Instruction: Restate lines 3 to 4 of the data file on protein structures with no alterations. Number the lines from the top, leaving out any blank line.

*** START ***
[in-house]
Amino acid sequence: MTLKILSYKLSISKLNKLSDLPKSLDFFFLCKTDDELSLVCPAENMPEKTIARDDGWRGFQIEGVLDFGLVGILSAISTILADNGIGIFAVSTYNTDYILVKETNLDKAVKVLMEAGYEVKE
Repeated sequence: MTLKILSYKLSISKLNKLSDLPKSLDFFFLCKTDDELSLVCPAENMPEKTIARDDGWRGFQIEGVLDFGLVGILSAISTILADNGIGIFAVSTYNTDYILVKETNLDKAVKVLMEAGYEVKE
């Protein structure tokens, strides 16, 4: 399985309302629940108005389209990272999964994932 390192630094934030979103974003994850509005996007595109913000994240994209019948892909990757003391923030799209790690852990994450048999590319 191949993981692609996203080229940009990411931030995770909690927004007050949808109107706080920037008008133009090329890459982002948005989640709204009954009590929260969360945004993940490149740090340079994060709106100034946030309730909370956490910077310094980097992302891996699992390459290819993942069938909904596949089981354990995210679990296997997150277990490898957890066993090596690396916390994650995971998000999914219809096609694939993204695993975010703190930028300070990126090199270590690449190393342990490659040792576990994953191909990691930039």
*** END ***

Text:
Repeated sequence: MTLKILSYKLSISKLNKLSDLPKSLDFFFLCKTDDELSLVCPAENMPEKTIARDDGWRGFQIEGVLDFGLVGILSAISTILADNGIGIFAVSTYNTDYILVKETNLDKAVKVLMEAGYEVKE
């Protein structure tokens, strides 16, 4: 399985309302629940108005389209990272999964994932 390192630094934030979103974003994850509005996007595109913000994240994209019948892909990757003391923030799209790690852990994450048999590319 191949993981692609996203080229940009990411931030995770909690927004007050949808109107706080920037008008133009090329890459982002948005989640709204009954009590929260969360945004993940490149740090340079994060709106100034946030309730909370956490910077310094980097992302891996699992390459290819993942069938909904596949089981354990995210679990296997997150277990490898957890066993090596690396916390994650995971998000999914219809096609694939993204695993975010703190930028300070990126090199270590690449190393342990490659040792576990994953191909990691930039």